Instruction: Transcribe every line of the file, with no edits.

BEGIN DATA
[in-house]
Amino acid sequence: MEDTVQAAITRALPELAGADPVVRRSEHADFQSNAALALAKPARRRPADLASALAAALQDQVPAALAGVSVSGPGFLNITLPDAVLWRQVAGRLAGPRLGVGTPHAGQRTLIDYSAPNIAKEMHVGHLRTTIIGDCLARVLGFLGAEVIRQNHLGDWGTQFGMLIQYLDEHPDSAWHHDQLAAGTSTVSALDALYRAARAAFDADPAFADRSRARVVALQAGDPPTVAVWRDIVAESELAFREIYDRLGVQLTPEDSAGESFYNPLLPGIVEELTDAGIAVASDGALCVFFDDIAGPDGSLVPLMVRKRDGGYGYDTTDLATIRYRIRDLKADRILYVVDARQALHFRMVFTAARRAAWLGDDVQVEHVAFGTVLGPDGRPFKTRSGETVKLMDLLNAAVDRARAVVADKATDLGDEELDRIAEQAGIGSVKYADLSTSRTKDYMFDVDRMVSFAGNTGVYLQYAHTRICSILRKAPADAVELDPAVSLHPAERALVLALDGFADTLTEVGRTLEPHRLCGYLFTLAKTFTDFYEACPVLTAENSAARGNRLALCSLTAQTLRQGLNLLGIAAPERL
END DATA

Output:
[in-house]
Amino acid sequence: MEDTVQAAITRALPELAGADPVVRRSEHADFQSNAALALAKPARRRPADLASALAAALQDQVPAALAGVSVSGPGFLNITLPDAVLWRQVAGRLAGPRLGVGTPHAGQRTLIDYSAPNIAKEMHVGHLRTTIIGDCLARVLGFLGAEVIRQNHLGDWGTQFGMLIQYLDEHPDSAWHHDQLAAGTSTVSALDALYRAARAAFDADPAFADRSRARVVALQAGDPPTVAVWRDIVAESELAFREIYDRLGVQLTPEDSAGESFYNPLLPGIVEELTDAGIAVASDGALCVFFDDIAGPDGSLVPLMVRKRDGGYGYDTTDLATIRYRIRDLKADRILYVVDARQALHFRMVFTAARRAAWLGDDVQVEHVAFGTVLGPDGRPFKTRSGETVKLMDLLNAAVDRARAVVADKATDLGDEELDRIAEQAGIGSVKYADLSTSRTKDYMFDVDRMVSFAGNTGVYLQYAHTRICSILRKAPADAVELDPAVSLHPAERALVLALDGFADTLTEVGRTLEPHRLCGYLFTLAKTFTDFYEACPVLTAENSAARGNRLALCSLTAQTLRQGLNLLGIAAPERL